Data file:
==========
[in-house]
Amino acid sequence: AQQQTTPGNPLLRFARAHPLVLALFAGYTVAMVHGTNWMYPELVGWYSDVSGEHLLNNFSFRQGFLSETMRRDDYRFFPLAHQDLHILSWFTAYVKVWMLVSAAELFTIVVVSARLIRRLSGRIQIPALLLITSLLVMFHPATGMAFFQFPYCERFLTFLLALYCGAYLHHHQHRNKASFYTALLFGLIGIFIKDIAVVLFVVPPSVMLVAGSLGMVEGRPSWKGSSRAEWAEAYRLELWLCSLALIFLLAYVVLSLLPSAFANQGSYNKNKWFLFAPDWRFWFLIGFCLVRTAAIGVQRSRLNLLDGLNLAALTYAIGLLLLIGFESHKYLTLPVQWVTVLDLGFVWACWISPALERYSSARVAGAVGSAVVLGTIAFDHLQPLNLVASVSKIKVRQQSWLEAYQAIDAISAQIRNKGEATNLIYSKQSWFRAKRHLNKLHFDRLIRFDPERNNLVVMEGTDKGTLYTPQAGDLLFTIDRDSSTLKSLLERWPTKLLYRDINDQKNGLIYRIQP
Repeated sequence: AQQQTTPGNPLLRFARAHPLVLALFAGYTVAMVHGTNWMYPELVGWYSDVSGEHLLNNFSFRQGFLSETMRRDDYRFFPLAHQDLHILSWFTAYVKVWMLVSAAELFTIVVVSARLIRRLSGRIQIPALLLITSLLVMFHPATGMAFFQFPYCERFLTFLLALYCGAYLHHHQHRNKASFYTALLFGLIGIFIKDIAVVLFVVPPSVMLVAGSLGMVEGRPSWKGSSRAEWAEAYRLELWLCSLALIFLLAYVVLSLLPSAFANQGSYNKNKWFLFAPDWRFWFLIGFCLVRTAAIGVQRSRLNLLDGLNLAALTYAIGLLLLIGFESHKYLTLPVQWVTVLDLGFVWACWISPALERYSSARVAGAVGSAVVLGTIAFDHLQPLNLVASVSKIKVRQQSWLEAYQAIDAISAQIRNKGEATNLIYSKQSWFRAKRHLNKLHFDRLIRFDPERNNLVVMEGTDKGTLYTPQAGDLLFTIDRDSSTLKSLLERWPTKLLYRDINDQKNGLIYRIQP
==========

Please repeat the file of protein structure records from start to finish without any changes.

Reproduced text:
[in-house]
Amino acid sequence: AQQQTTPGNPLLRFARAHPLVLALFAGYTVAMVHGTNWMYPELVGWYSDVSGEHLLNNFSFRQGFLSETMRRDDYRFFPLAHQDLHILSWFTAYVKVWMLVSAAELFTIVVVSARLIRRLSGRIQIPALLLITSLLVMFHPATGMAFFQFPYCERFLTFLLALYCGAYLHHHQHRNKASFYTALLFGLIGIFIKDIAVVLFVVPPSVMLVAGSLGMVEGRPSWKGSSRAEWAEAYRLELWLCSLALIFLLAYVVLSLLPSAFANQGSYNKNKWFLFAPDWRFWFLIGFCLVRTAAIGVQRSRLNLLDGLNLAALTYAIGLLLLIGFESHKYLTLPVQWVTVLDLGFVWACWISPALERYSSARVAGAVGSAVVLGTIAFDHLQPLNLVASVSKIKVRQQSWLEAYQAIDAISAQIRNKGEATNLIYSKQSWFRAKRHLNKLHFDRLIRFDPERNNLVVMEGTDKGTLYTPQAGDLLFTIDRDSSTLKSLLERWPTKLLYRDINDQKNGLIYRIQP
Repeated sequence: AQQQTTPGNPLLRFARAHPLVLALFAGYTVAMVHGTNWMYPELVGWYSDVSGEHLLNNFSFRQGFLSETMRRDDYRFFPLAHQDLHILSWFTAYVKVWMLVSAAELFTIVVVSARLIRRLSGRIQIPALLLITSLLVMFHPATGMAFFQFPYCERFLTFLLALYCGAYLHHHQHRNKASFYTALLFGLIGIFIKDIAVVLFVVPPSVMLVAGSLGMVEGRPSWKGSSRAEWAEAYRLELWLCSLALIFLLAYVVLSLLPSAFANQGSYNKNKWFLFAPDWRFWFLIGFCLVRTAAIGVQRSRLNLLDGLNLAALTYAIGLLLLIGFESHKYLTLPVQWVTVLDLGFVWACWISPALERYSSARVAGAVGSAVVLGTIAFDHLQPLNLVASVSKIKVRQQSWLEAYQAIDAISAQIRNKGEATNLIYSKQSWFRAKRHLNKLHFDRLIRFDPERNNLVVMEGTDKGTLYTPQAGDLLFTIDRDSSTLKSLLERWPTKLLYRDINDQKNGLIYRIQP